MeteoHome Kicad design

During this summer vacation, I dedicated my time to upgrading my home automation server running Home Assistant. I swapped out my trusty SolidRun Cubox-i for a new Beelink mini PC. As I got more involved, I found myself diving back into the development of MeteoHome, making changes, and brewing up new ideas to enhance it.

But, what is MeteoHome, you might ask? Well, it’s a DIY programming project I started way back in 2016. It’s essentially a weather station that uses an ESP8266 devboard and DHT22 and BMP180 sensors. What sets it apart from similar projects is its straightforward configuration through a captive web portal. It also uses MQTT to send data to a server and is designed to have all this data collected by Home Assistant. This means you can easily check the current sensor status and historical graphs.

Co2 Detector

After reading this article (ES) I started to think about creating my own sensor board. I searched which sensor to use and the SGP30 seemed a good option to me. Then, I did a few tests, I modified the code of another project and then I designed a PCB and later on I  built two prototypes which are currently working in my house. The device uses a mqtt queue to send data to an IoT gateway (a minipc running Home Assistant in my case). In addition to that, there are three LEDs to show what is the current state of the air based on CO2 PPMs:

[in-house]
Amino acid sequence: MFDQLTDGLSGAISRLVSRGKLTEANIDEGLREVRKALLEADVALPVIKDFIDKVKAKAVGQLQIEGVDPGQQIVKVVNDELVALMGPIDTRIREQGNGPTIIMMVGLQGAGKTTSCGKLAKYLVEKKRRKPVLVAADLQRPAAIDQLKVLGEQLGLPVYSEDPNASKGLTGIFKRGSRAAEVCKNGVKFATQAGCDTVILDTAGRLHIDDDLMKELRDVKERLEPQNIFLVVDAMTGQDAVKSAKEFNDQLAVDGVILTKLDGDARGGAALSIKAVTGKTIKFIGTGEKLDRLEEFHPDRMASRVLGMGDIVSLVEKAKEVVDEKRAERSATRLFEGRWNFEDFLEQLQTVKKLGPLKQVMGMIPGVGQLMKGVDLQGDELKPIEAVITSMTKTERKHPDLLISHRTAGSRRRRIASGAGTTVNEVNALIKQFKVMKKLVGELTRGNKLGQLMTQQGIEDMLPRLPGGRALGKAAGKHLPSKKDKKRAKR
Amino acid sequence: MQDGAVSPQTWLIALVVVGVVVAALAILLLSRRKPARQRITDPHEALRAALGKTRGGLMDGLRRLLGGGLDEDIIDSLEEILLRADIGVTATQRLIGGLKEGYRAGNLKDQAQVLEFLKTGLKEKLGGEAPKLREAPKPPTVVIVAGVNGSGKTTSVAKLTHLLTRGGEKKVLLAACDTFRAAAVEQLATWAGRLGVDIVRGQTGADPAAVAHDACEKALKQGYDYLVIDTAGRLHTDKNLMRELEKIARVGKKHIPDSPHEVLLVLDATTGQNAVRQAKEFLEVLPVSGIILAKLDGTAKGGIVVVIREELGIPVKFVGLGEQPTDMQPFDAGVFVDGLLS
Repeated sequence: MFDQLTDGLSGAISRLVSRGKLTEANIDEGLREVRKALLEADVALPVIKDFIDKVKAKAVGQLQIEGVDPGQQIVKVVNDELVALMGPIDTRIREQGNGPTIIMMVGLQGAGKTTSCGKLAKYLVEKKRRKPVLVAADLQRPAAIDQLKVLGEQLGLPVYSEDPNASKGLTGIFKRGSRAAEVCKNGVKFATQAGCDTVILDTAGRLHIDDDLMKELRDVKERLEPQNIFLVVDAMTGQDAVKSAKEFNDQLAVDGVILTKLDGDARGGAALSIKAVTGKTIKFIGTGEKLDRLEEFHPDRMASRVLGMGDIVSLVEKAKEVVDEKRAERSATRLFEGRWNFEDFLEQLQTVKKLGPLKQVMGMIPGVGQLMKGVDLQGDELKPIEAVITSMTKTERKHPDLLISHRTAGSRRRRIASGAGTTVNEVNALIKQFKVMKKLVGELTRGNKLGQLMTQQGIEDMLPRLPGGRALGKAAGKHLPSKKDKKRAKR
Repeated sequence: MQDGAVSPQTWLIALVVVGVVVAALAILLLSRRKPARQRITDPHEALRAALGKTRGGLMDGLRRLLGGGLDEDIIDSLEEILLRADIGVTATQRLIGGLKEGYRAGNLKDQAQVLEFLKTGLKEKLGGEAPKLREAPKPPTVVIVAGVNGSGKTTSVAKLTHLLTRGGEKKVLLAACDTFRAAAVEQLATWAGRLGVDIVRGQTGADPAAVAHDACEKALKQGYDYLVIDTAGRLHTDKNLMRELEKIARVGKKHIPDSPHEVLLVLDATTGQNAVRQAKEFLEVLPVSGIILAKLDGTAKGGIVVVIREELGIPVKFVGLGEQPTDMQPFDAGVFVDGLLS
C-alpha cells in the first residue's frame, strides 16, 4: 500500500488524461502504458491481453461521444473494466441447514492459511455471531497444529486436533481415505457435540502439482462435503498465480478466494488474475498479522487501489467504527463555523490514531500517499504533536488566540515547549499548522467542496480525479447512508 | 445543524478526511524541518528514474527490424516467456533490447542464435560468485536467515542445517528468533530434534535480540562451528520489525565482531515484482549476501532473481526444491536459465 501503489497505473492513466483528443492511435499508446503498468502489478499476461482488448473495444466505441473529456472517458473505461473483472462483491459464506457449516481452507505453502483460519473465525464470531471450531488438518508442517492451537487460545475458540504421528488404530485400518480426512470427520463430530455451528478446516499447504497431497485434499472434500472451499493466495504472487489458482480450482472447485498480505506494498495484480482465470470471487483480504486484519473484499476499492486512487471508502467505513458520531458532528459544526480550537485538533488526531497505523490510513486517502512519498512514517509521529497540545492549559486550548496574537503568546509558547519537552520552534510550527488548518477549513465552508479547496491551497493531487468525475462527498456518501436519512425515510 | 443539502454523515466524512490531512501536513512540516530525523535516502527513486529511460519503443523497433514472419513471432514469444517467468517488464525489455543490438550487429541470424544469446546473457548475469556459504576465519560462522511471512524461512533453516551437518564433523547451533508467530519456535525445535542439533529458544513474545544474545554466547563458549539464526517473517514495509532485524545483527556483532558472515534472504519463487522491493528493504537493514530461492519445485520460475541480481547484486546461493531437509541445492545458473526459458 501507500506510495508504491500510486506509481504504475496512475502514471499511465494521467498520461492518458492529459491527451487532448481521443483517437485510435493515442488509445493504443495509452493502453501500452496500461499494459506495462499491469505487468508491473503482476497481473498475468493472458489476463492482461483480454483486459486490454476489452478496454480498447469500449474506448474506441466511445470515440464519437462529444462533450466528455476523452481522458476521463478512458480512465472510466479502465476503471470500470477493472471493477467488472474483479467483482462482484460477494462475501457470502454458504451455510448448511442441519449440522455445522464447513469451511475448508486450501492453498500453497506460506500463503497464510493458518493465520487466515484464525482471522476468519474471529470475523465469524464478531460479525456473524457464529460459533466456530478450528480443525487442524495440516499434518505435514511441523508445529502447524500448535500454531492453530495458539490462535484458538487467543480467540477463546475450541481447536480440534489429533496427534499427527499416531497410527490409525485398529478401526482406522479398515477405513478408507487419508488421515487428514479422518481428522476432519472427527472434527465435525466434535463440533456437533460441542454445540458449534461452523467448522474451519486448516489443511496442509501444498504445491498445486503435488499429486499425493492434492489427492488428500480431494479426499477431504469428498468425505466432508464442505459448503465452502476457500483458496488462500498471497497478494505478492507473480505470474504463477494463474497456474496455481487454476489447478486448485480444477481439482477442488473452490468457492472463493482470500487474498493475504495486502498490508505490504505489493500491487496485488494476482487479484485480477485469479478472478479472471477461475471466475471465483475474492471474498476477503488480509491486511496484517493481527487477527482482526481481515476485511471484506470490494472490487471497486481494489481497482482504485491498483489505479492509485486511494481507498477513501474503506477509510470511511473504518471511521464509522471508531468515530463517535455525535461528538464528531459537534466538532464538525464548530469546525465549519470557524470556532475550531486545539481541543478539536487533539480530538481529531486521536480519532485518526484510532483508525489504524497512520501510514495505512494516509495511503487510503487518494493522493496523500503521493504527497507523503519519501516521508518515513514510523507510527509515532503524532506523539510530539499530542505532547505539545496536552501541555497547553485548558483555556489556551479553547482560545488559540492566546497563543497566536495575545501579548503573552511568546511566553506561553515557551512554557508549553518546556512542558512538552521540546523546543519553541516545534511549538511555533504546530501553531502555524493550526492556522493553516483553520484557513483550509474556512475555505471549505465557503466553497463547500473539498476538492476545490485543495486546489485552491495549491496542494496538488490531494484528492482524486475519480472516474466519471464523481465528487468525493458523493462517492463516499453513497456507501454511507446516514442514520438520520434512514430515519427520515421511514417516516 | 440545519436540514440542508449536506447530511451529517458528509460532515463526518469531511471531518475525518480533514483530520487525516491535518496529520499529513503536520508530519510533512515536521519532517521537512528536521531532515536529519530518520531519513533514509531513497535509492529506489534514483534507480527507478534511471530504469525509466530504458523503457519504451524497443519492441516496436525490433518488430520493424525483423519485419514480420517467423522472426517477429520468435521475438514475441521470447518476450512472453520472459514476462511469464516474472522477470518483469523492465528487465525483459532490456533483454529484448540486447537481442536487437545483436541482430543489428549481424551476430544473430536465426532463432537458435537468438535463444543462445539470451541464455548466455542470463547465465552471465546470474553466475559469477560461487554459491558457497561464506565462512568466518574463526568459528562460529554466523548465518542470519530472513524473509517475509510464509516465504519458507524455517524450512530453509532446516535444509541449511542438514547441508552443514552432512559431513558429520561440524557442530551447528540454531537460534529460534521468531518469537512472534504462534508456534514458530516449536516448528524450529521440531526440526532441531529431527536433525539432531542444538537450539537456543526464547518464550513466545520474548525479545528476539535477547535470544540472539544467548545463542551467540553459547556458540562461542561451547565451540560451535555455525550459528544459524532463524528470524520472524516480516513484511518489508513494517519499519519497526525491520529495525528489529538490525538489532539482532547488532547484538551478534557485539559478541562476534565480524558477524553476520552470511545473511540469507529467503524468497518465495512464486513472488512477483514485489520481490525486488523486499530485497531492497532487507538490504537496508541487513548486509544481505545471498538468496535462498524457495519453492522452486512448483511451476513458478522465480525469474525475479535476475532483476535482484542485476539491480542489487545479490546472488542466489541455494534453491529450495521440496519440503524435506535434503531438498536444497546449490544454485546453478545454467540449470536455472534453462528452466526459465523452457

• Green light is shown if there are less than 600 PPM of CO2.
  • Yellow light if there are between 600 and 800 PPM.
  • Red when the CO2 is greater than 800.

The source code and the PCB design (made in Kicad) can be found here. In January, the project was certified by as open source hardware by the OSHWA

The Power Progress Community non profit association is trying to fund a new notebook based on a NXP T208x processor. This organization is accepting donations with the objective of collecting funds to establish a contract with Acube Systems to design the laptop's motherboard. The campaign started last Friday reached a 10% of its goal in 24h.

The objective is not only to build a notebook but to promote the use of Power technologies for home computing as well. We want to create an open computer and certify it as Open Source Hardware if possible. We are commited to distribute all the work performed in the scope of the project as open source, publishing documentation, designs etc.

The circuit in a breadboard

This is a quick example of how to use websockets in an ESP8266 device. I wanted to experiment with websockets and this was a simple way to do it. The device runs the websocket server and its code is very similar to what you can find in this example. On the other side, the client is a Qt (QML) application. I think QML is an easy way of developing applications and the advantage is that you can use the same code in a smartphone or a desktop PC. If you prefer, before reading this article you can find the source code repository here.


  • This source uses Arduino IDE and its standard libraries
  • Additional libraries: arduinoWebsocket
  • QT creator IDE for the client application
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